LAKE BUENA VISTA
The courage within Armwood High senior Neijia Riley began to bubble as she listened to Rushion McDonald speak during the recent Disney Dreamers Academy with Steve Harvey and Essence magazine.
McDonald serves as comedian Steve Harvey's manager and works as executive producer for Harvey's talk show and syndicated radio show. He's also the executive producer for Think Like a Man Too, a sequel to the 2012 movie based on Harvey's bestselling book Think Like a Man, But Act Like a Lady.
On this day, however, McDonald took time to address 100 high school students, chosen from 10,000 applicants, to attend the academy at the Walt Disney World Resort. He summed up various roles with a succinct sentence: "I hire people for a living."
Neijia didn't need to hear anything else. She longs to work as an event planner and frets about getting a job after college.
So as McDonald bounced from table to table to address the kids, Neijia didn't wait for him to reach her table. She boldly stepped up to McDonald and initiated a conversation. She shared her goals, and when it came time to exchange business cards — each "dreamer" received a box of business cards — she wrote event planner on her card.
"I told him, 'I want you to know that I'm that event planner you met,' " Neijia said.
When McDonald stood before the group again at the final event of the three-day academy, he announced he had chosen two students to work as interns at Harvey's 2014 Neighborhood Awards Events in Atlanta this August. Neijia became visibly emotional as she stood on stage to receive the recognition.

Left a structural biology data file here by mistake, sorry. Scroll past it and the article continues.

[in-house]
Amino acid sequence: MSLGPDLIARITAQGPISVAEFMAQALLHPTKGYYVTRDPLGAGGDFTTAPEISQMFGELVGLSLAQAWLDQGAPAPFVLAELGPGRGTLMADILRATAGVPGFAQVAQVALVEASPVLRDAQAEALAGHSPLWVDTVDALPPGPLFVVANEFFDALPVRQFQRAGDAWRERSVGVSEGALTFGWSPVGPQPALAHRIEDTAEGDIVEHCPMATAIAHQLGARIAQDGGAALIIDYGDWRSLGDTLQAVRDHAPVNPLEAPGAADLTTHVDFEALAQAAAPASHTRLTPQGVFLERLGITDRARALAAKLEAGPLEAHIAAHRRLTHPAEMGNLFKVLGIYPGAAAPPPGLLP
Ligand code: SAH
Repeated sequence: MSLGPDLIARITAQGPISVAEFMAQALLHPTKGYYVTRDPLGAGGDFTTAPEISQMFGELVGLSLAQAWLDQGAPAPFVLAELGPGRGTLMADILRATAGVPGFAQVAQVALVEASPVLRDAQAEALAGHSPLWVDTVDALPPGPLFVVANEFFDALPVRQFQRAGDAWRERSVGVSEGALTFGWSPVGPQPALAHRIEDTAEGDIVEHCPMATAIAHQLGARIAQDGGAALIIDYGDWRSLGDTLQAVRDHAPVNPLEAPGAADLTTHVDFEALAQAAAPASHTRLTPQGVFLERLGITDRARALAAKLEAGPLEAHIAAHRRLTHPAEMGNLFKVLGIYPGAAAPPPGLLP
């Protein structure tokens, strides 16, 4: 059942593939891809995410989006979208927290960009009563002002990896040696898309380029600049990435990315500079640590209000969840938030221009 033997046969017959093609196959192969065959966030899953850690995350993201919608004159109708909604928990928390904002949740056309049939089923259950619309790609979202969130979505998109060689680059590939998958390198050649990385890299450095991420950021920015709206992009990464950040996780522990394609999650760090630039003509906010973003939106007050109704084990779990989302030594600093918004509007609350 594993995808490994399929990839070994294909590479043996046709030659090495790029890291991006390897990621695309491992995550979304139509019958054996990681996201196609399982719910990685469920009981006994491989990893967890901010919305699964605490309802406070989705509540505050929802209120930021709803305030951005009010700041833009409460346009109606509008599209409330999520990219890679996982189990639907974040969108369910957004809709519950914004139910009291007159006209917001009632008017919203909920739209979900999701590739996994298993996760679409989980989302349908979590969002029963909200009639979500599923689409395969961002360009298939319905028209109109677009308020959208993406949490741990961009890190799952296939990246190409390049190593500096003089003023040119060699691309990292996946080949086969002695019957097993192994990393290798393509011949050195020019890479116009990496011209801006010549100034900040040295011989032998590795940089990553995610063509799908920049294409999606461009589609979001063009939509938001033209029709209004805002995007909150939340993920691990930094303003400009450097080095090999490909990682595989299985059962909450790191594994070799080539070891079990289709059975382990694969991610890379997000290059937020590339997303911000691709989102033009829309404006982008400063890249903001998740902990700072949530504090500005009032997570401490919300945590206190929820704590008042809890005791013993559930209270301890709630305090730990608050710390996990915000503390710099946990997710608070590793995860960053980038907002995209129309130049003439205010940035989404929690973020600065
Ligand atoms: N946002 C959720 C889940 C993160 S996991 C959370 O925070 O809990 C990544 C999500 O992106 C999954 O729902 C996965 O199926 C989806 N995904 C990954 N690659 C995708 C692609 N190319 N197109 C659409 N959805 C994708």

Now in its seventh year, the academy strives to inspire and fuel the dreams of select teens by engaging them with hands-on workshops and career planning exercises. It also offers personal interaction with motivational speakers and celebrities such as E! News host and anchor Terrence J, gospel singer Yolanda Adams, basketball great Magic Johnson and, of course, Harvey.
In short, it's life-changing.
Many of the celebrities read essays to help with the vetting process that netted three Tampa Bay students: Neijia, Carrollwood Day School senior Jessica Wilson and Gibbs High freshman Tra'Vaughn Harrington.
Tra'Vaughn credited the academy for giving him more confidence.
"I thought we were going into a room with Steve Harvey, eat some food, ride some rides and leave," Tra'Vaughn said. "It was much deeper than that, a lot deeper than that."
Jessica used words like amazing and inspiring to characterize her experience. She soaked up every experience and every speech like a sponge, writing down impressionable statements and sharing them with her mother, her 16-year-old sister and all her friends on Twitter.
"Life-changing? That doesn't explain it enough," Jessica said. "It's been more than life-changing. It's been extraordinary."